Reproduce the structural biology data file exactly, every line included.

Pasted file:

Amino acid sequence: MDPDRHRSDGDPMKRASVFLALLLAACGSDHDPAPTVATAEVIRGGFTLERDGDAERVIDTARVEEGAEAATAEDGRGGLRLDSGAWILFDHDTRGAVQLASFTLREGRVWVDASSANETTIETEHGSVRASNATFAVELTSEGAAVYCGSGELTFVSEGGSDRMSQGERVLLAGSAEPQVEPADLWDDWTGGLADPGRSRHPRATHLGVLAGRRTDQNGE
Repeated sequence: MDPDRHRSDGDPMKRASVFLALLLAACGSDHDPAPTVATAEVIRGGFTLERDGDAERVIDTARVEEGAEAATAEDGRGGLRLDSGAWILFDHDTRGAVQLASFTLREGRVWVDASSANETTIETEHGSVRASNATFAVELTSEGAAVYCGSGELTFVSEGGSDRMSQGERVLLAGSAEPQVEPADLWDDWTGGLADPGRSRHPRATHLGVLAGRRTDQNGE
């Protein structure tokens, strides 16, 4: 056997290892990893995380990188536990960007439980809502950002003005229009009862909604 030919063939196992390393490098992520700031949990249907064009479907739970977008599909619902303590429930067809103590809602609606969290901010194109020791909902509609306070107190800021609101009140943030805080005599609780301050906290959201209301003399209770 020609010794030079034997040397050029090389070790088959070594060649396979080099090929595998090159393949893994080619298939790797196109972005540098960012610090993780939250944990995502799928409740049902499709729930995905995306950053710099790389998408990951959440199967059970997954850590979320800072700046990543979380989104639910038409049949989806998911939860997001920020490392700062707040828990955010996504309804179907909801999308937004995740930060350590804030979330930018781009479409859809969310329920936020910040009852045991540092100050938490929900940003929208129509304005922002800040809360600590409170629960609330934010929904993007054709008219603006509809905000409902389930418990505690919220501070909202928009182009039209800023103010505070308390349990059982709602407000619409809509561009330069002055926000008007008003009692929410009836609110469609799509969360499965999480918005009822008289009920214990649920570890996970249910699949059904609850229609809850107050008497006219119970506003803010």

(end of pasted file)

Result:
Amino acid sequence: MDPDRHRSDGDPMKRASVFLALLLAACGSDHDPAPTVATAEVIRGGFTLERDGDAERVIDTARVEEGAEAATAEDGRGGLRLDSGAWILFDHDTRGAVQLASFTLREGRVWVDASSANETTIETEHGSVRASNATFAVELTSEGAAVYCGSGELTFVSEGGSDRMSQGERVLLAGSAEPQVEPADLWDDWTGGLADPGRSRHPRATHLGVLAGRRTDQNGE
Repeated sequence: MDPDRHRSDGDPMKRASVFLALLLAACGSDHDPAPTVATAEVIRGGFTLERDGDAERVIDTARVEEGAEAATAEDGRGGLRLDSGAWILFDHDTRGAVQLASFTLREGRVWVDASSANETTIETEHGSVRASNATFAVELTSEGAAVYCGSGELTFVSEGGSDRMSQGERVLLAGSAEPQVEPADLWDDWTGGLADPGRSRHPRATHLGVLAGRRTDQNGE
């Protein structure tokens, strides 16, 4: 056997290892990893995380990188536990960007439980809502950002003005229009009862909604 030919063939196992390393490098992520700031949990249907064009479907739970977008599909619902303590429930067809103590809602609606969290901010194109020791909902509609306070107190800021609101009140943030805080005599609780301050906290959201209301003399209770 020609010794030079034997040397050029090389070790088959070594060649396979080099090929595998090159393949893994080619298939790797196109972005540098960012610090993780939250944990995502799928409740049902499709729930995905995306950053710099790389998408990951959440199967059970997954850590979320800072700046990543979380989104639910038409049949989806998911939860997001920020490392700062707040828990955010996504309804179907909801999308937004995740930060350590804030979330930018781009479409859809969310329920936020910040009852045991540092100050938490929900940003929208129509304005922002800040809360600590409170629960609330934010929904993007054709008219603006509809905000409902389930418990505690919220501070909202928009182009039209800023103010505070308390349990059982709602407000619409809509561009330069002055926000008007008003009692929410009836609110469609799509969360499965999480918005009822008289009920214990649920570890996970249910699949059904609850229609809850107050008497006219119970506003803010």